Details

Managerial Law, vol. 45 no. 1/2
Type: Research Article
ISSN: 0309-0558

Keywords

Article
Publication date: 15 May 2017

Morris B. Holbrook

This paper describes the personal history and intellectual development of Morris B. Holbrook (MBH), a participant in the field of marketing academics in general and…

1130

Abstract

Purpose

This paper describes the personal history and intellectual development of Morris B. Holbrook (MBH), a participant in the field of marketing academics in general and consumer research in particular.

Design/methodology/approach

The paper pursues an approach characterized by historical autoethnographic subjective personal introspection or HASPI.

Findings

The paper reports the personal history of MBH and – via HASPI – interprets various aspects of key participants and major themes that emerged over the course of his career.

Research limitations/implications

The main implication is that every scholar in the field of marketing pursues a different light, follows a unique path, plays by idiosyncratic rules, and deserves individual attention, consideration, and respect … like a cat that carries its own leash.

Originality/value

In the case of MBH, like (say) a jazz musician, whatever value he might have depends on his originality.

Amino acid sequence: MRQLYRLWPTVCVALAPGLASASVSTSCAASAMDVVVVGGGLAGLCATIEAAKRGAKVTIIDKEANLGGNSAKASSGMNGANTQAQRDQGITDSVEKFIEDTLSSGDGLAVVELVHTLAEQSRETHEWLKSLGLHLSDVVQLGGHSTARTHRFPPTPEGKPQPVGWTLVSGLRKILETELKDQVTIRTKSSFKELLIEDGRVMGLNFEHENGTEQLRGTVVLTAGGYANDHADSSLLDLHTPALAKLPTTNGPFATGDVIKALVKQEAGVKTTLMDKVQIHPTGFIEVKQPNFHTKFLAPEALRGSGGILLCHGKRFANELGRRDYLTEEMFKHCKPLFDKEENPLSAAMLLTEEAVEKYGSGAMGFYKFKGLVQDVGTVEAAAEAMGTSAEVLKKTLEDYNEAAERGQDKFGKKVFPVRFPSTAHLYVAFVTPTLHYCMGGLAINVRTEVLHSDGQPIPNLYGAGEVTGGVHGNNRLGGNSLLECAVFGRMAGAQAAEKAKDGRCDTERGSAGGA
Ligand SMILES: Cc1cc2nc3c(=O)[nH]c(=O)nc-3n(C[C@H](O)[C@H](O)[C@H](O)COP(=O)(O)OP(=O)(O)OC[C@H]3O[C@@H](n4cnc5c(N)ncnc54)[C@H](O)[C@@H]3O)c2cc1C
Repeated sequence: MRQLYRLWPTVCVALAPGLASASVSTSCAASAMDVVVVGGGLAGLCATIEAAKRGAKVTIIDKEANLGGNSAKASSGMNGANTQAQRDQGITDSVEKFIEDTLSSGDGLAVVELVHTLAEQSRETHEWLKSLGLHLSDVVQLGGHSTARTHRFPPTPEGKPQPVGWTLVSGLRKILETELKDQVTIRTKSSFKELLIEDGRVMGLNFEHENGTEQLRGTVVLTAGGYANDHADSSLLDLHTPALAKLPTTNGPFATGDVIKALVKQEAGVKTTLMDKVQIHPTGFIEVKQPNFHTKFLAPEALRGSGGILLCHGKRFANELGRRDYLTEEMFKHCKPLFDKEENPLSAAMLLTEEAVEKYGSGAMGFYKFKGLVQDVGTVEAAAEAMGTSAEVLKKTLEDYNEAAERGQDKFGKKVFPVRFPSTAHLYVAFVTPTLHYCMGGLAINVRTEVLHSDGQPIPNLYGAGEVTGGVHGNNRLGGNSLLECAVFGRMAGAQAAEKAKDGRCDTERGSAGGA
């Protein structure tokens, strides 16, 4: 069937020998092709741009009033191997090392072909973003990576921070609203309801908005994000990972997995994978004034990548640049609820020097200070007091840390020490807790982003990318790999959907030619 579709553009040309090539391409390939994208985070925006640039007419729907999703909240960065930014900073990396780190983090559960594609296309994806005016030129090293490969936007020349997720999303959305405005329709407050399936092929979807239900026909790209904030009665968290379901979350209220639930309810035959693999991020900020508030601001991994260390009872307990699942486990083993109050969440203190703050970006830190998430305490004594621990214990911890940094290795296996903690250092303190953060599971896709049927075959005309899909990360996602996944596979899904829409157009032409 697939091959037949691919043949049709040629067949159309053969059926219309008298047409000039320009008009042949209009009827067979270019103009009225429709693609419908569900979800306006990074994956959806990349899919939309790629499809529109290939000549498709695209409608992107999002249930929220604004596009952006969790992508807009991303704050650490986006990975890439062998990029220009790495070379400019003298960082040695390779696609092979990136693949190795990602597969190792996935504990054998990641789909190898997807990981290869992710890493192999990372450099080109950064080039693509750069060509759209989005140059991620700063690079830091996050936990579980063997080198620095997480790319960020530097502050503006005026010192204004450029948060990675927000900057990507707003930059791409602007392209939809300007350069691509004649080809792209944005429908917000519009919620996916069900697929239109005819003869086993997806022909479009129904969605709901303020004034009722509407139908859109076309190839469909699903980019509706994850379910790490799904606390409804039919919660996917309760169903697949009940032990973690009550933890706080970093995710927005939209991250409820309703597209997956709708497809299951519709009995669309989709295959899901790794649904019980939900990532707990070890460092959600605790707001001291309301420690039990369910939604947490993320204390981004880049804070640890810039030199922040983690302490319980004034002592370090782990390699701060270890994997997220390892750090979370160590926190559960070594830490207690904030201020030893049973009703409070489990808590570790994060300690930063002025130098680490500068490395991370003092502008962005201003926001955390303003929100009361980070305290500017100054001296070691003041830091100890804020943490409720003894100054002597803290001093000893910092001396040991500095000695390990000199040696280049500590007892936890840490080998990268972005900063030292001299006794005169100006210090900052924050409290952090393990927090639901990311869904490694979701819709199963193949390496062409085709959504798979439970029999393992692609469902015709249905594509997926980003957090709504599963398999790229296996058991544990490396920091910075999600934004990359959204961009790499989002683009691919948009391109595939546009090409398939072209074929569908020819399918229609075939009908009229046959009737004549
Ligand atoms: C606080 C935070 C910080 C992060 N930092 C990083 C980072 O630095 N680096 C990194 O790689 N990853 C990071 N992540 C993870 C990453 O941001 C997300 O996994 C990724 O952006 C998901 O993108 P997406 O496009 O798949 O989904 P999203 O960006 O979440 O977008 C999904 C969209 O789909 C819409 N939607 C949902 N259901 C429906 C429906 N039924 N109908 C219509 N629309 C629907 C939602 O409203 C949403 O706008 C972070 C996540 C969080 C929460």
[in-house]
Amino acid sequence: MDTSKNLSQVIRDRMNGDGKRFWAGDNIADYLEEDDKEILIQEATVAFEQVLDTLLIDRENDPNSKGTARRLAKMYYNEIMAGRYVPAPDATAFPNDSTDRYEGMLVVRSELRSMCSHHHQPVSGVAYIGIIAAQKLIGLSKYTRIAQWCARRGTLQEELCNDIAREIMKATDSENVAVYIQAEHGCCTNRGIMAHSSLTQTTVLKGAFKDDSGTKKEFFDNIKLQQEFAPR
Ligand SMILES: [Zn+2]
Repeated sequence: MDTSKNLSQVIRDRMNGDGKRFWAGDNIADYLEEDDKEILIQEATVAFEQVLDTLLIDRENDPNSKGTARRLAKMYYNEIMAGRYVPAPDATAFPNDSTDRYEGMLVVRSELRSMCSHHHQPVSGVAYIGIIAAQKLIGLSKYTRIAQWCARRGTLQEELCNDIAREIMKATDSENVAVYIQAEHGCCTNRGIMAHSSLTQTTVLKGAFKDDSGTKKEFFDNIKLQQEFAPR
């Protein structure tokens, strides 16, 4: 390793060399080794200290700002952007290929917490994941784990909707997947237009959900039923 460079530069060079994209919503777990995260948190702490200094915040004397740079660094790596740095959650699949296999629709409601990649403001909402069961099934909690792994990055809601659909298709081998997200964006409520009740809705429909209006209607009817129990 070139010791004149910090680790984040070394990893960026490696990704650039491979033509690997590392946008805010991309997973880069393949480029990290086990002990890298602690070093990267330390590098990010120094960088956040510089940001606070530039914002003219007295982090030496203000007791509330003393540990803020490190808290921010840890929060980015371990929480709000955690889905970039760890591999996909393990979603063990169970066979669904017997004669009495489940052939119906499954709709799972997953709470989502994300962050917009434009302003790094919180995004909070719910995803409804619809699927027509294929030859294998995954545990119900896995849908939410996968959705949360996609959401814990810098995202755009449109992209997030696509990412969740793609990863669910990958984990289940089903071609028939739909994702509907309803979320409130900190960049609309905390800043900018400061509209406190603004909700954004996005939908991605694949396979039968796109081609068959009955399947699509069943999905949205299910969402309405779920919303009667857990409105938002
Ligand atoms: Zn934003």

Details

Journal of Historical Research in Marketing, vol. 9 no. 2
Type: Research Article
ISSN: 1755-750X

Keywords

Article
Publication date: 16 October 2019

Jonathan W. Glenn, Lorraine C. Taylor, Hannah P. Chesterton, Shepeara Williams and Faith Moavenzadeh

The purpose of this paper is to leverage the perspectives of School Resource Officers (SROs) to develop improvement strategies aimed toward effective and efficient…

Abstract

Purpose

The purpose of this paper is to leverage the perspectives of School Resource Officers (SROs) to develop improvement strategies aimed toward effective and efficient school-based policing. This study offers recommendations to improve SRO programs, with the goal of streamlining the path toward safer schools.

Design/methodology/approach